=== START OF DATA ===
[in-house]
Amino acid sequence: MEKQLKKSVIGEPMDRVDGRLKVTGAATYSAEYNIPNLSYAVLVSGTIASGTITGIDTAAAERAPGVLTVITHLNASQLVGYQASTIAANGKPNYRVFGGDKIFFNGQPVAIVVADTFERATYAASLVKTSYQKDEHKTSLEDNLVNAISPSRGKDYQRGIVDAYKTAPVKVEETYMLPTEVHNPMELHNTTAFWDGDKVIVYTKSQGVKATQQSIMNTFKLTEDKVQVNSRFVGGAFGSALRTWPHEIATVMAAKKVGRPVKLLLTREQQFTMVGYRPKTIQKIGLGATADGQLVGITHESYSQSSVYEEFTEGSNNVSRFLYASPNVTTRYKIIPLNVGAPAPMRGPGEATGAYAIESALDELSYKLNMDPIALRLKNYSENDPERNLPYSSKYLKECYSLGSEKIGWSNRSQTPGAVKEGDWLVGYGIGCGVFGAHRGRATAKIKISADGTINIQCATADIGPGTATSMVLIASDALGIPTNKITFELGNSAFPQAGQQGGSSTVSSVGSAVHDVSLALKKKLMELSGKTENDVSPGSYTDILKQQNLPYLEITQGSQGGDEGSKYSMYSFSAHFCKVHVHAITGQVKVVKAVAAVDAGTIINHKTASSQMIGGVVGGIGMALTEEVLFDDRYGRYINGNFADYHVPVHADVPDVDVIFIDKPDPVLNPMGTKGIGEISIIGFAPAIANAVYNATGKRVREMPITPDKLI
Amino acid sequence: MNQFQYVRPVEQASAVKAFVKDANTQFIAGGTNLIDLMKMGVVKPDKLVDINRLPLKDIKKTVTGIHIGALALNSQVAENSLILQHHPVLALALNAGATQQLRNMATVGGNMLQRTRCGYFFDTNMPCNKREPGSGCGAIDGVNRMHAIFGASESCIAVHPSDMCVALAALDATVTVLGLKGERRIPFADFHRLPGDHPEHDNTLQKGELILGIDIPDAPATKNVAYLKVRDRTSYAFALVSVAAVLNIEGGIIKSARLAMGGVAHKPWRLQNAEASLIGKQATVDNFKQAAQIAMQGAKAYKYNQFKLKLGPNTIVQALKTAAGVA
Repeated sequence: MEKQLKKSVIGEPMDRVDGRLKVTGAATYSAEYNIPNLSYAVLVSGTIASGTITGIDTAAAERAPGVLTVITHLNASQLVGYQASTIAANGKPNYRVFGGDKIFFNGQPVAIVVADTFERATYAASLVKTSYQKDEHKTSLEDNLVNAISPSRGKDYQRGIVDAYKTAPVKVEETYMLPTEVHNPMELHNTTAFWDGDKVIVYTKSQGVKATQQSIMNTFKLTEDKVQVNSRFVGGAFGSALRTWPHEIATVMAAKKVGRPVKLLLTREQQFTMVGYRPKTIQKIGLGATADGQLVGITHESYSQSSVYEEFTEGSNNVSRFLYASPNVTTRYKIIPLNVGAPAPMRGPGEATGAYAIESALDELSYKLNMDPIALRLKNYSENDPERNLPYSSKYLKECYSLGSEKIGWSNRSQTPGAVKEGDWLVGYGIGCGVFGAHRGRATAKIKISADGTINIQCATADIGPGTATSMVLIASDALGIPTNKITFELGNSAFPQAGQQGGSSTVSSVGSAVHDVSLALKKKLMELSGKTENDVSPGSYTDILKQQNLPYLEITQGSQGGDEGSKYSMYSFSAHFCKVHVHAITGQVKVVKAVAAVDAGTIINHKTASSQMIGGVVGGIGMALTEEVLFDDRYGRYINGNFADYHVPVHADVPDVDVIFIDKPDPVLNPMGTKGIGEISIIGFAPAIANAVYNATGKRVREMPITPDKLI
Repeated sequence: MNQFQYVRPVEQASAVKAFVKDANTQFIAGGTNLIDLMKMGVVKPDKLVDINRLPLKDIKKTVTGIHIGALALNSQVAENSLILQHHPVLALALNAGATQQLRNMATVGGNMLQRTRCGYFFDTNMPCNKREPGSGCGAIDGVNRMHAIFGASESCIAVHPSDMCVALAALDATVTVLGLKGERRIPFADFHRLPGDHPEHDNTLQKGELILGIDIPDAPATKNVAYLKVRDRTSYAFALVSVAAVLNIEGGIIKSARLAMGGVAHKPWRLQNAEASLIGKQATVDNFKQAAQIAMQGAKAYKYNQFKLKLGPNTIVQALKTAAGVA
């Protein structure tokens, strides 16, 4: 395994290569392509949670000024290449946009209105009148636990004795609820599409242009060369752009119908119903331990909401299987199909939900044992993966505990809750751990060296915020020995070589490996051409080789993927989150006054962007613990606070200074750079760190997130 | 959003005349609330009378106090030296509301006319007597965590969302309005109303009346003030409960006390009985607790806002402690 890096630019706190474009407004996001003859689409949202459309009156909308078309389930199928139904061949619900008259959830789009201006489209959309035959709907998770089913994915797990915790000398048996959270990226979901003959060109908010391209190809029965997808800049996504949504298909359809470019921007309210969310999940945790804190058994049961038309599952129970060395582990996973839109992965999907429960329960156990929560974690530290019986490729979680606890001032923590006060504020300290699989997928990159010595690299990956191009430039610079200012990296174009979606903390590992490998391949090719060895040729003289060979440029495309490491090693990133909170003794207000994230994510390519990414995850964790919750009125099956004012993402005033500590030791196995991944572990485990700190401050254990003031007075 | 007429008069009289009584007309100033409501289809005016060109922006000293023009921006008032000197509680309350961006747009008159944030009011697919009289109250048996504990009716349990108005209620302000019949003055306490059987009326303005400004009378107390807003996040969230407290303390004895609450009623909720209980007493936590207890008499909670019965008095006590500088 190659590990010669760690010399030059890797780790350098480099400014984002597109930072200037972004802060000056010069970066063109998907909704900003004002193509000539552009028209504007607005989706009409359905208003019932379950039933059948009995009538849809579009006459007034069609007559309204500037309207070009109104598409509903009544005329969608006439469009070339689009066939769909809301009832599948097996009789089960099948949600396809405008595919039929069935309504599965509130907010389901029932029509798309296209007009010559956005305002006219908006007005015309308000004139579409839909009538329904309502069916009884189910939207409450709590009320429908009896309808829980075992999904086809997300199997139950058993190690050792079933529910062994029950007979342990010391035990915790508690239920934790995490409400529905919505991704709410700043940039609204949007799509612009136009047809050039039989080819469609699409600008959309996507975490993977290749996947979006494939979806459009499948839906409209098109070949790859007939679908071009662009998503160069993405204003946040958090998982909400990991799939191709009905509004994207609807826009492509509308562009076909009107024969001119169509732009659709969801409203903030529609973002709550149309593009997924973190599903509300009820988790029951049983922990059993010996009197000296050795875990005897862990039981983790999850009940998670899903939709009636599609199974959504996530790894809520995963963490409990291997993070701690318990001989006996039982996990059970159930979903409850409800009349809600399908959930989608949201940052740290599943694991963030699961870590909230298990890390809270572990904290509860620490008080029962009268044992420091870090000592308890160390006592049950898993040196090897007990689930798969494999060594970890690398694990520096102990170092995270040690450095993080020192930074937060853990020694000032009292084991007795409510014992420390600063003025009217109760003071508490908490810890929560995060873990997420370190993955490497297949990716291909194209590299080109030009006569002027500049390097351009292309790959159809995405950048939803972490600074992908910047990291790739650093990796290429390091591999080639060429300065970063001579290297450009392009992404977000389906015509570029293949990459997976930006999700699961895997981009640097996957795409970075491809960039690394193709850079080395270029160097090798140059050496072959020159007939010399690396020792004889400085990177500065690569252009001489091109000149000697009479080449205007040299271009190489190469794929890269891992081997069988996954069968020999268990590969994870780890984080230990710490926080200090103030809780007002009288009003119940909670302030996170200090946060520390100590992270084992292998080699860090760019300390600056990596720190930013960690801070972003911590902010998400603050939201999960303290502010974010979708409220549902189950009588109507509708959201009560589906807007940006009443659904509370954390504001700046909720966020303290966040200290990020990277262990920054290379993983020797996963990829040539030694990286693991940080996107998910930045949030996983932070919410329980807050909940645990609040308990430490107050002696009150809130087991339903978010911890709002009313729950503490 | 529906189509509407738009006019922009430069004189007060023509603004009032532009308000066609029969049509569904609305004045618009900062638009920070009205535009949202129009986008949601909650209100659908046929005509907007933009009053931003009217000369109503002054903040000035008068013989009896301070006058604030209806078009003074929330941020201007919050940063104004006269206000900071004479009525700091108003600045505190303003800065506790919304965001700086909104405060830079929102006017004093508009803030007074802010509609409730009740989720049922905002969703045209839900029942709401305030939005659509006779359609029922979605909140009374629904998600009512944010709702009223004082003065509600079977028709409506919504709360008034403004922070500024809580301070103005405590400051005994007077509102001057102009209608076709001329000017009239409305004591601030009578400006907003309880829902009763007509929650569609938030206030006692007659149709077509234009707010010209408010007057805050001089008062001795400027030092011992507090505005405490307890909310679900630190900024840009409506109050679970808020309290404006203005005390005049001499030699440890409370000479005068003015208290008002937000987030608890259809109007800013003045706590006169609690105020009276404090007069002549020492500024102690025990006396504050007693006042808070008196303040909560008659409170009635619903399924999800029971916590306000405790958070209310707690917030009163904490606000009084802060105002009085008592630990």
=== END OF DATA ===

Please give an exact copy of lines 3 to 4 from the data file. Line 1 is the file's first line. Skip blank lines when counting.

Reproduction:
Amino acid sequence: MNQFQYVRPVEQASAVKAFVKDANTQFIAGGTNLIDLMKMGVVKPDKLVDINRLPLKDIKKTVTGIHIGALALNSQVAENSLILQHHPVLALALNAGATQQLRNMATVGGNMLQRTRCGYFFDTNMPCNKREPGSGCGAIDGVNRMHAIFGASESCIAVHPSDMCVALAALDATVTVLGLKGERRIPFADFHRLPGDHPEHDNTLQKGELILGIDIPDAPATKNVAYLKVRDRTSYAFALVSVAAVLNIEGGIIKSARLAMGGVAHKPWRLQNAEASLIGKQATVDNFKQAAQIAMQGAKAYKYNQFKLKLGPNTIVQALKTAAGVA
Repeated sequence: MEKQLKKSVIGEPMDRVDGRLKVTGAATYSAEYNIPNLSYAVLVSGTIASGTITGIDTAAAERAPGVLTVITHLNASQLVGYQASTIAANGKPNYRVFGGDKIFFNGQPVAIVVADTFERATYAASLVKTSYQKDEHKTSLEDNLVNAISPSRGKDYQRGIVDAYKTAPVKVEETYMLPTEVHNPMELHNTTAFWDGDKVIVYTKSQGVKATQQSIMNTFKLTEDKVQVNSRFVGGAFGSALRTWPHEIATVMAAKKVGRPVKLLLTREQQFTMVGYRPKTIQKIGLGATADGQLVGITHESYSQSSVYEEFTEGSNNVSRFLYASPNVTTRYKIIPLNVGAPAPMRGPGEATGAYAIESALDELSYKLNMDPIALRLKNYSENDPERNLPYSSKYLKECYSLGSEKIGWSNRSQTPGAVKEGDWLVGYGIGCGVFGAHRGRATAKIKISADGTINIQCATADIGPGTATSMVLIASDALGIPTNKITFELGNSAFPQAGQQGGSSTVSSVGSAVHDVSLALKKKLMELSGKTENDVSPGSYTDILKQQNLPYLEITQGSQGGDEGSKYSMYSFSAHFCKVHVHAITGQVKVVKAVAAVDAGTIINHKTASSQMIGGVVGGIGMALTEEVLFDDRYGRYINGNFADYHVPVHADVPDVDVIFIDKPDPVLNPMGTKGIGEISIIGFAPAIANAVYNATGKRVREMPITPDKLI